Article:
What about weight-loss?! Again, tirzepatide as you can see below, blew Ozempic out of the water at all 3 doses. With individuals on tirzepatide 15mg once weekly losing on average 13.1% of their baseline body weight. Like what the actual f*ck?!  

This was the look on my face reading this paper. 

So obviously tirzepatide did not suck compared to Ozempic. Yes, the authors did claim tirzepatide was superior to Ozempic on managing blood sugars. I mean looking at those results it is kind of hard not to agree that is the case. 

Now Ozempic was first proven to be effective for diabetes at a dose of 1mg once weekly. Later it was found that a higher dose of 2.4mg once weekly (Wegovy dosing) was that much more effective for weight-loss. On average, individuals lost 15% of their baseline body weight which I reviewed here. So my question is, will tirzepatide eventually be studied at an even higher dose to see if it can be even more effective in terms of weight loss? It is possible. 

The weight-loss trials are currently underway and via a brief and lazy google search, I was not able to determine in the first page search results whether a higher dose of tirzepatide was being used. So we’ll just have to wait until that data is officially published in a couple of years!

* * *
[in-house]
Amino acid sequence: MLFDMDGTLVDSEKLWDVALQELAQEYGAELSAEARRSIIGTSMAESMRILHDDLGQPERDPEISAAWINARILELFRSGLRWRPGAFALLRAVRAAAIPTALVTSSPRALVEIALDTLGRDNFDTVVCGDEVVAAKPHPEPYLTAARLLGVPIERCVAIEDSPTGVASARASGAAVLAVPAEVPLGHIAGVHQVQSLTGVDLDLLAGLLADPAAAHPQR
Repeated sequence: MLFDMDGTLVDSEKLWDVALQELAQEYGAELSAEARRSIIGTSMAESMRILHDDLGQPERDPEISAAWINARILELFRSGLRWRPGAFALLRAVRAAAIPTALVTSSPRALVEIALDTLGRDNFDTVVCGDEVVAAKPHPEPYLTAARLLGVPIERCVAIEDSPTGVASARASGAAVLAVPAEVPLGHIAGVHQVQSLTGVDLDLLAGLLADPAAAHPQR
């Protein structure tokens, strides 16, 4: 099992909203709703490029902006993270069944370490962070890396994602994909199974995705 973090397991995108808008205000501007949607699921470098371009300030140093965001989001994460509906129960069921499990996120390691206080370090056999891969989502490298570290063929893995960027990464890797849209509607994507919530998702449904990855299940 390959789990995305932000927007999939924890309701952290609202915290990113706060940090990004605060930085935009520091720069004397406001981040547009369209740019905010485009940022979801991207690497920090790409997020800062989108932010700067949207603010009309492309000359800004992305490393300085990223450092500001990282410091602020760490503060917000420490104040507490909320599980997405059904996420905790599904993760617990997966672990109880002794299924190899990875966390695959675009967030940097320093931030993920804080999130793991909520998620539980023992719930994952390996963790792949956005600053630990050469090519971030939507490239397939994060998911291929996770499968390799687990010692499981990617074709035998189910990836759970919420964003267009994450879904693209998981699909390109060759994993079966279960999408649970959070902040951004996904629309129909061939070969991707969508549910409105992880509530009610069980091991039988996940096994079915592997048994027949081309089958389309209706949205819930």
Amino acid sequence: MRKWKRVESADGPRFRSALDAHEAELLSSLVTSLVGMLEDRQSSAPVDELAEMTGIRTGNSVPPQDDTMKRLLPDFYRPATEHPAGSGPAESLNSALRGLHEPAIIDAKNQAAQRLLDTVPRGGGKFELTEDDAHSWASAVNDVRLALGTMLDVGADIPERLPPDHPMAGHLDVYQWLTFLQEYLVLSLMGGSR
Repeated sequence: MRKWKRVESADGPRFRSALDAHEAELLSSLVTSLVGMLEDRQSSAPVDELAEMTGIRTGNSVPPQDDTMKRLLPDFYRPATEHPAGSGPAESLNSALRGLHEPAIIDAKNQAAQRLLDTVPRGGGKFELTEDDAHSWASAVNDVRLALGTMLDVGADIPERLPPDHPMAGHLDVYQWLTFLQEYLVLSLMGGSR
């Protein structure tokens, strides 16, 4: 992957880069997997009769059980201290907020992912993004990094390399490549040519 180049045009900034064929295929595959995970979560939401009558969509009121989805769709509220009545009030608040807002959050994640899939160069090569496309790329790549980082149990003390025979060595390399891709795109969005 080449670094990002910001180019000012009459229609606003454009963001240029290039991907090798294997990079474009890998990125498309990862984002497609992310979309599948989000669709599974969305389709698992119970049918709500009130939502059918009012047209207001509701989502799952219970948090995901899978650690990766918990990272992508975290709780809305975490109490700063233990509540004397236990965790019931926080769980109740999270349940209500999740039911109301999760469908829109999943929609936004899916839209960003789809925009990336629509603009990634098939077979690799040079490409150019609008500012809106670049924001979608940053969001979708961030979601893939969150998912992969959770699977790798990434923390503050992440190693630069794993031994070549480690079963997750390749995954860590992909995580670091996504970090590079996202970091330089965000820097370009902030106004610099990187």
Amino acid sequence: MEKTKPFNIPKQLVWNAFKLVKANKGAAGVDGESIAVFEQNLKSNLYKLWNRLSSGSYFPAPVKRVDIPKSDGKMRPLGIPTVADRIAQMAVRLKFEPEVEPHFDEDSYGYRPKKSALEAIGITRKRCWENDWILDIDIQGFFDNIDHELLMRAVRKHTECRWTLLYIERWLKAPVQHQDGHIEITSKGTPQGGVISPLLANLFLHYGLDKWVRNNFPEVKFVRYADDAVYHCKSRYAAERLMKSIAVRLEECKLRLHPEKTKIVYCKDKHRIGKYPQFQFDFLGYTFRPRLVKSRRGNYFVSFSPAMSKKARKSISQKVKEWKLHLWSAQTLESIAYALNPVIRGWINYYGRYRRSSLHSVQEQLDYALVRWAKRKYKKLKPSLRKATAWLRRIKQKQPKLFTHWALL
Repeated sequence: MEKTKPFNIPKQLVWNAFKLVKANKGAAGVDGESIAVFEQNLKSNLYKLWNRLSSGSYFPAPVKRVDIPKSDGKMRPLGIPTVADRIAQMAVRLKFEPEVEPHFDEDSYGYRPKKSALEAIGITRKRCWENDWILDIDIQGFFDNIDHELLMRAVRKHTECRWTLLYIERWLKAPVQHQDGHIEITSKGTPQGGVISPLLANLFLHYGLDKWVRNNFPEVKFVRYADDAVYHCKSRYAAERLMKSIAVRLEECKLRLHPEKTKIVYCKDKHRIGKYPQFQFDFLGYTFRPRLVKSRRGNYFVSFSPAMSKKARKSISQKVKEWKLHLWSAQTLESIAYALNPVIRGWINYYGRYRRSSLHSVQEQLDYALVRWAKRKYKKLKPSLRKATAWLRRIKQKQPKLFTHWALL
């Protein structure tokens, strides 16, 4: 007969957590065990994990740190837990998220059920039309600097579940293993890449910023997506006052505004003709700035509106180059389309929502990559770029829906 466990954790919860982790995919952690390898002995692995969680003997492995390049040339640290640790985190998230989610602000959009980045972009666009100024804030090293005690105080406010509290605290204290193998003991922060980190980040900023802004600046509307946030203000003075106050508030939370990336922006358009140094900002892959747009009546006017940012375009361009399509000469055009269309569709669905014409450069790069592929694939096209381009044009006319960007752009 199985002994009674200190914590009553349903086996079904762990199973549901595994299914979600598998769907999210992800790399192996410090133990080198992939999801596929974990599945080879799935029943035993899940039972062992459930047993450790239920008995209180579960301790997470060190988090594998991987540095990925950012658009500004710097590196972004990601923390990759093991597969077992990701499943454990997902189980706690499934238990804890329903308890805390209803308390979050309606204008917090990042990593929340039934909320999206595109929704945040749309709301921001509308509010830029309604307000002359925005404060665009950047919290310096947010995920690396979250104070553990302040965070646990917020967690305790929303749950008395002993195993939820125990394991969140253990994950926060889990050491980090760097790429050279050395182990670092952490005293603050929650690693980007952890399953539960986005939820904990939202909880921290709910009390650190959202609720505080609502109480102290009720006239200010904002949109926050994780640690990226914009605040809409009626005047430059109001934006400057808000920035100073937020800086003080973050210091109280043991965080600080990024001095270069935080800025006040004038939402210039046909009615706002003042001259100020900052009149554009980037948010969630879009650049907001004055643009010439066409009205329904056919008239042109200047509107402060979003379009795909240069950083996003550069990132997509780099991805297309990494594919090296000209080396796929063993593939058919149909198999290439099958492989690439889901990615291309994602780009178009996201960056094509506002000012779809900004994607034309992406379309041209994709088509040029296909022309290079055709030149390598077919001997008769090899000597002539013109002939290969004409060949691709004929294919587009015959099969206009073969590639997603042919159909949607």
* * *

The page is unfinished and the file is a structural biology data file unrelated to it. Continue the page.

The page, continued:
I will note that participants in this trial taking tirzepatide did experience more non-serious and serious adverse events compared to Ozempic, and nearly double the number of participants on the higher doses of tirzepatide stopped the drug due to side effects, 40 vs. 19 in the Ozempic group. Safety will be the main factor in determining whether a higher dose will be used or not! 

There you have it, folks. There were a few other flaws with this trial overall but in general, it was a  pretty standard trial with some above-average results. I would argue tirzepatide is going to give Ozempic/Wegovy a run for its money once it hits the market. 

As an FYI this is also just one of many medications in this class that will likely be coming to market in the near future so Ozempic/Wegovy’s reign will likely come to an end in the near future.